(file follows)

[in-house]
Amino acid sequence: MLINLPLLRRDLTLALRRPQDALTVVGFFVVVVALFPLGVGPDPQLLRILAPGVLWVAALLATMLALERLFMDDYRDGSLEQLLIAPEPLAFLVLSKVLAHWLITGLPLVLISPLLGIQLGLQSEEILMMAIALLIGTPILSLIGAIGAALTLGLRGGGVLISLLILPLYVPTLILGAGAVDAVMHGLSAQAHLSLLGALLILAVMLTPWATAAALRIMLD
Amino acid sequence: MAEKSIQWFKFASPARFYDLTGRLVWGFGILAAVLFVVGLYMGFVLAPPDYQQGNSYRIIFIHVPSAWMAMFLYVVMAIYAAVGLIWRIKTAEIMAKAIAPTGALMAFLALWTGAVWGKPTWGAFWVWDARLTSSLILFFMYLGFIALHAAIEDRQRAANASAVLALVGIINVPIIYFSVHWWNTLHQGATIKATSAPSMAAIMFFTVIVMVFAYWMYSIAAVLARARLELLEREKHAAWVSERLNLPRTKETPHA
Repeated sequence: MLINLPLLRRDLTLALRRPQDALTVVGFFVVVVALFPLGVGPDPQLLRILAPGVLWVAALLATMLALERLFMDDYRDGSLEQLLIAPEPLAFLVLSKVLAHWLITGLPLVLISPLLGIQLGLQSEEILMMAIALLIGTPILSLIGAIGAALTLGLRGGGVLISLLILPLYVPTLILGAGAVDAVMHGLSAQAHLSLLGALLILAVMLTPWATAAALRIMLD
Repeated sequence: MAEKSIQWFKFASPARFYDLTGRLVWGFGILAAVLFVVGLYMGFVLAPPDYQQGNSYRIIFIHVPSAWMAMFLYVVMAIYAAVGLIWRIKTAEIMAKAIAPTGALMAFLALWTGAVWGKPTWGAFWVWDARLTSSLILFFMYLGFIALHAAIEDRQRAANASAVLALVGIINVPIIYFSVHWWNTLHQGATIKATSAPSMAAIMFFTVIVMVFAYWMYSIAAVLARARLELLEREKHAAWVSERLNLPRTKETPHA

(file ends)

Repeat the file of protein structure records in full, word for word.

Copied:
[in-house]
Amino acid sequence: MLINLPLLRRDLTLALRRPQDALTVVGFFVVVVALFPLGVGPDPQLLRILAPGVLWVAALLATMLALERLFMDDYRDGSLEQLLIAPEPLAFLVLSKVLAHWLITGLPLVLISPLLGIQLGLQSEEILMMAIALLIGTPILSLIGAIGAALTLGLRGGGVLISLLILPLYVPTLILGAGAVDAVMHGLSAQAHLSLLGALLILAVMLTPWATAAALRIMLD
Amino acid sequence: MAEKSIQWFKFASPARFYDLTGRLVWGFGILAAVLFVVGLYMGFVLAPPDYQQGNSYRIIFIHVPSAWMAMFLYVVMAIYAAVGLIWRIKTAEIMAKAIAPTGALMAFLALWTGAVWGKPTWGAFWVWDARLTSSLILFFMYLGFIALHAAIEDRQRAANASAVLALVGIINVPIIYFSVHWWNTLHQGATIKATSAPSMAAIMFFTVIVMVFAYWMYSIAAVLARARLELLEREKHAAWVSERLNLPRTKETPHA
Repeated sequence: MLINLPLLRRDLTLALRRPQDALTVVGFFVVVVALFPLGVGPDPQLLRILAPGVLWVAALLATMLALERLFMDDYRDGSLEQLLIAPEPLAFLVLSKVLAHWLITGLPLVLISPLLGIQLGLQSEEILMMAIALLIGTPILSLIGAIGAALTLGLRGGGVLISLLILPLYVPTLILGAGAVDAVMHGLSAQAHLSLLGALLILAVMLTPWATAAALRIMLD
Repeated sequence: MAEKSIQWFKFASPARFYDLTGRLVWGFGILAAVLFVVGLYMGFVLAPPDYQQGNSYRIIFIHVPSAWMAMFLYVVMAIYAAVGLIWRIKTAEIMAKAIAPTGALMAFLALWTGAVWGKPTWGAFWVWDARLTSSLILFFMYLGFIALHAAIEDRQRAANASAVLALVGIINVPIIYFSVHWWNTLHQGATIKATSAPSMAAIMFFTVIVMVFAYWMYSIAAVLARARLELLEREKHAAWVSERLNLPRTKETPHA